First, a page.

“If you intend to have a long career in show business,” Elvis Costello wrote in “Unfaithful Music & Disappearing Ink,” his terrific memoir, “it is necessary to drive people away from time to time, so they can remember why they miss you.”
It’s been difficult to miss Ian McEwan. “The Cockroach,” his satirical new Brexit novella, is his second book this year and his third in three years. “The Cockroach” is so toothless and wan that it may drive his readers away in long apocalyptic caravans. The young McEwan, the author of blacker-than-black little novels, the man who acquired the nickname “Ian Macabre,” would rather have gnawed off his own fingers than written it. At dark political and social moments, we need better, rougher magic than this.
“The Cockroach” proposes a reverse-Kafka: A cockroach wakes in the body of a man. This man, it happens, is the prime minister of the United Kingdom. His Cabinet: They’re mostly cockroaches in human form, too. So, probably, is the president of the United States, a Twitter-addled vulgarian. (Wasn’t this all in an episode of “Black Mirror”?) These insects are here to sow human discord, under the guise of patriotism and phrases like “blood and soil” and the notion of making things great again, to ensure their own survival in the resulting rubble.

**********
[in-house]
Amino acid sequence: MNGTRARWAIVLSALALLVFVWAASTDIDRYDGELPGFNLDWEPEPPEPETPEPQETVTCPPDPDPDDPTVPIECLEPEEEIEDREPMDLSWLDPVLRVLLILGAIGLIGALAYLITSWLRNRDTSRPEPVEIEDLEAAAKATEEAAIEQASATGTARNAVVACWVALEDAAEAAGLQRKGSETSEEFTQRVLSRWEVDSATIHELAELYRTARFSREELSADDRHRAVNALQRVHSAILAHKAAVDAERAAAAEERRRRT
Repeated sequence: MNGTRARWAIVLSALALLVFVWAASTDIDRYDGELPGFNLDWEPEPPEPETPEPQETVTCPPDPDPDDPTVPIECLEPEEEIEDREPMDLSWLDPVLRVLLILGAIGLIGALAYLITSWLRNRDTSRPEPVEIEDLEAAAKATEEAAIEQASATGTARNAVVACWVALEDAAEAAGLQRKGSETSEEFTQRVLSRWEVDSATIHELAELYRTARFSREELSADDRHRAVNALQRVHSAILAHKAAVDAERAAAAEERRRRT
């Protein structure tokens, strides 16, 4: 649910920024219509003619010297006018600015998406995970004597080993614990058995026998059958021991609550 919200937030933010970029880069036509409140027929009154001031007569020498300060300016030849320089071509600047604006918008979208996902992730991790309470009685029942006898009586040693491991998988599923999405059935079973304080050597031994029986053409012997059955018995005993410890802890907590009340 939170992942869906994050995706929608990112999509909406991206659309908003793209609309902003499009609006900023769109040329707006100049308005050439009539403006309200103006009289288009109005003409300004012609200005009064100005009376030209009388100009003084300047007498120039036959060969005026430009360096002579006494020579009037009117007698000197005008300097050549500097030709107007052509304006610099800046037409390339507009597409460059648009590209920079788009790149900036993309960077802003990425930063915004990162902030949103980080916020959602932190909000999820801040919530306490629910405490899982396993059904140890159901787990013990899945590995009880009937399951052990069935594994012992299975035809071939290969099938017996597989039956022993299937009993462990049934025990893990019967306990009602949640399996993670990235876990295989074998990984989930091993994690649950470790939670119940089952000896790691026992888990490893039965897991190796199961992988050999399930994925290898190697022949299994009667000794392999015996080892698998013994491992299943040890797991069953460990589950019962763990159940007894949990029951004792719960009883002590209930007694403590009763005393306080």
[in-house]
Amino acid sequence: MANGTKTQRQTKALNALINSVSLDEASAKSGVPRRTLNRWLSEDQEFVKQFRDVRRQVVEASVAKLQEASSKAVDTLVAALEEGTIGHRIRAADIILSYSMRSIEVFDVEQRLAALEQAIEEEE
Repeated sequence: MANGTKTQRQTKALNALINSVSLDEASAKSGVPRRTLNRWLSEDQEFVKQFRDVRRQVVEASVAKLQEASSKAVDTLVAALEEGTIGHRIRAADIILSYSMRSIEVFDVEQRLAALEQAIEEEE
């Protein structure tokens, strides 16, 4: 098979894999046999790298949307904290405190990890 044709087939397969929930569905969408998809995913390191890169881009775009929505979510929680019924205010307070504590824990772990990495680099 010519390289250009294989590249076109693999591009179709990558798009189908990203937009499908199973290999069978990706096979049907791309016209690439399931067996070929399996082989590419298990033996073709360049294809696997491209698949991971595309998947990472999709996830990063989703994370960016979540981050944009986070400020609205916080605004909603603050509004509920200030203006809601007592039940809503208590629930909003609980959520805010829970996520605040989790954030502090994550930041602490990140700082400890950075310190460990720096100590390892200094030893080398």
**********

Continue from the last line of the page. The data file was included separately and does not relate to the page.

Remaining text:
McEwan is hardly a dummy; he derives more than a few witty-ish moments from his premise. The best arrive early. Our antihero begins to understand that “by a grotesque reversal his vulnerable flesh now lay outside his skeleton.” The tongue inside his mouth, “a slab of slippery meat,” is revolting to him.
The prime minister recalls, in his previous form, encountering “a small mountain of dung, still warm and faintly steaming. Any other time, he would have rejoiced. He regarded himself as something of a connoisseur. He knew how to live well.” The rest of this passage (“Who could mistake that nutty aroma, with hints of petroleum, banana skin and saddle soap”) would belong, were McEwan a U.S. citizen, in an alternative version of “Best American Food Writing.”
Our human cockroach once lived beneath the Palace of Westminster, the meeting place of the House of Commons and the House of Lords, so he’s used to hearing Prime Minister’s Questions, that excellent English tradition. He recalls “the opposition leader’s shouted questions, the brilliant non sequitur replies, the festive jeers and clever imitations of sheep.”
Once McEwan has established his premise, however, “The Cockroach” stalls. It devolves into self-satisfied, fish-in-barrel commentary about topics like Twitter and the tabloid press. The literary references (a boat involved in an international incident is called the Larkin) are plummy and tortured. By the end, homilies have arrived: “It is not easy to be Homo sapiens sapiens. Their desires are so often in contention with their intelligence.”
The sense one gets is of a driver with his hands at the 10 o’clock and two o’clock positions on the steering wheel, with his hazard lights flashing. The best satire makes you fear for your safety and perhaps your soul. Here the trip feels safe, sanitized, buckled-in.